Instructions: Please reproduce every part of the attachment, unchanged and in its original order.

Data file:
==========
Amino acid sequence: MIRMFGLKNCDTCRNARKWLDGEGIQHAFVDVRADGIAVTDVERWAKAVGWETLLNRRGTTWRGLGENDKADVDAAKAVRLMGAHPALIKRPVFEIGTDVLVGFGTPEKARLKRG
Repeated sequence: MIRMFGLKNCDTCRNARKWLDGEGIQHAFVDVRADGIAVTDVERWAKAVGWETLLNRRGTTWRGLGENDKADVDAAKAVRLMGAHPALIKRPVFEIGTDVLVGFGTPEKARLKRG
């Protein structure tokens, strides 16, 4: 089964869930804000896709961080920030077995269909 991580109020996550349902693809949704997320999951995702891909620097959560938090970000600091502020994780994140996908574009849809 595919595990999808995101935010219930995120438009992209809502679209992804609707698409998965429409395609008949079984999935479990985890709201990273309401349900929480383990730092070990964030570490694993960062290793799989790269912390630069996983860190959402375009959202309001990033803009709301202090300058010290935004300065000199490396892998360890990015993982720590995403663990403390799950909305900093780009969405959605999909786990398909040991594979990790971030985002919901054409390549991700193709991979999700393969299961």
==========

Amino acid sequence: MIRMFGLKNCDTCRNARKWLDGEGIQHAFVDVRADGIAVTDVERWAKAVGWETLLNRRGTTWRGLGENDKADVDAAKAVRLMGAHPALIKRPVFEIGTDVLVGFGTPEKARLKRG
Repeated sequence: MIRMFGLKNCDTCRNARKWLDGEGIQHAFVDVRADGIAVTDVERWAKAVGWETLLNRRGTTWRGLGENDKADVDAAKAVRLMGAHPALIKRPVFEIGTDVLVGFGTPEKARLKRG
């Protein structure tokens, strides 16, 4: 089964869930804000896709961080920030077995269909 991580109020996550349902693809949704997320999951995702891909620097959560938090970000600091502020994780994140996908574009849809 595919595990999808995101935010219930995120438009992209809502679209992804609707698409998965429409395609008949079984999935479990985890709201990273309401349900929480383990730092070990964030570490694993960062290793799989790269912390630069996983860190959402375009959202309001990033803009709301202090300058010290935004300065000199490396892998360890990015993982720590995403663990403390799950909305900093780009969405959605999909786990398909040991594979990790971030985002919901054409390549991700193709991979999700393969299961």